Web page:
Tuesday, January 29, 2013


My journey to nonviolence really began in college, where I found Tolstoy. Prior to this, I wouldn't say I was a violent person, but I didn't give it a lot of thought. I was, a typical American. Having no exposure to the nonviolent thinkers of the last century, nor any of the centuries prior, small acts of violence could be heroic, and of course growing up with Superman and Spiderman, evil could only be defeated by physical might!

Sometime toward the end of high school, I grew an interest in philosophy and spirituality. I began picking up books by Neitchze, Kant, Huxley, and Plato. At the same time I started reading books on religion and spirituality. Religion didn't really play any part in my life then. Church was someplace we went on Christmas Eve and sometimes on Easter. That was it.

But this stuff was intriguing! This stuff was stuff that the pastor never spoke of in Church.

And this all led me to Tolstoy.

Russian authors are my favorite! Their overly verbose, thick books describing characters so real to me, though I was so removed from their time and life. These 900 page books would enrapture and engross me until I had finished them. Dostoevsky was and still is my favorite of these authors. His work was my first foray into the Russian writer. Notes From the Underground and Other Writings struck me deeper than anything else I had read up to that point. Specifically the story, White Nights. The brilliance of this story, the longing ... it all jumped off the page. And I was hooked. Next came the Brothers Karamozov, my all time favorite novel.

At some point I read a short story collection from Tolstoy, and found his style equally inviting. It came quite naturally then that I would pick up his book The Kingdom of God is Within You. This book outlined his intense belief in nonviolence (or nonresistence to conflict), and was expressly built upon the life and teachings of Christ. These ideas were powerful, but what was powerful still was that he changed his life to live my those ideals. This is the power we all hold - the power of example.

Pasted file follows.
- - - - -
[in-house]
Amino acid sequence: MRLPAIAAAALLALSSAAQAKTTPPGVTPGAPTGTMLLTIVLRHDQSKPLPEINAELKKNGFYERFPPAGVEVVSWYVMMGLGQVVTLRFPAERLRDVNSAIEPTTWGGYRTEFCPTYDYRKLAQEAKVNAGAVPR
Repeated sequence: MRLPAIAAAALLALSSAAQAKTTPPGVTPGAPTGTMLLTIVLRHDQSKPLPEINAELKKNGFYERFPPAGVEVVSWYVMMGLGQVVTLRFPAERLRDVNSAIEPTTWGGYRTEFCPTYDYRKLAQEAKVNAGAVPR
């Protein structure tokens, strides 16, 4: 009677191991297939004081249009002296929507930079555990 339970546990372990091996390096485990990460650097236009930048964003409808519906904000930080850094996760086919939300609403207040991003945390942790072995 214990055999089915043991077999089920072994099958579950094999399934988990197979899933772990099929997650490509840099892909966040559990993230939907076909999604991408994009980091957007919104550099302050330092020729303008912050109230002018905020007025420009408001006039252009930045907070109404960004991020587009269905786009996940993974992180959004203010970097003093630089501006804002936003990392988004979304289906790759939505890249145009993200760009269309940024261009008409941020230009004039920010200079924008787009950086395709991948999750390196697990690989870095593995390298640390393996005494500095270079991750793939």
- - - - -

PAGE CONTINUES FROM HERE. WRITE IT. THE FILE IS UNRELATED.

From there, his book, The Gospel in Brief, culled the teachings and life of Christ out of the rest of Christianity, and spoke quite deeply to me. This wasnt the mumbo jumbo that I felt religion was. No, this was practical, and peaceful.

And possible!

These two books heavily influenced Gandhi and were what ultimately led me to the writings of Gandhi. Gandhi's life-long quest for Ahimsa and Truth have inspired many amazing things in the world. The idea of changing the world by changing yourself was a very new idea to me. And such a powerful; one! You don't have to be Superman. You don't have to be Bruce Willis. You don't even have to physically fight evil.

It is in this spirit of deep inspiration that I'd like to pass on what Ahimsa means. After you read the following, really take a minute to think about the implications, and how joyful our lives can be if we sign our lives over to this principle. Meditate upon these ideals for a minute.

The 6 Pillars of Ahimsa

A- Abstinence from Animal Products
H- Harmlessness with reverence for life
I- Integrity of thought, word, and deed
M- Mastery over oneself
S- Service to humanity, nature, and creation
A- Advancement of understanding and truth 

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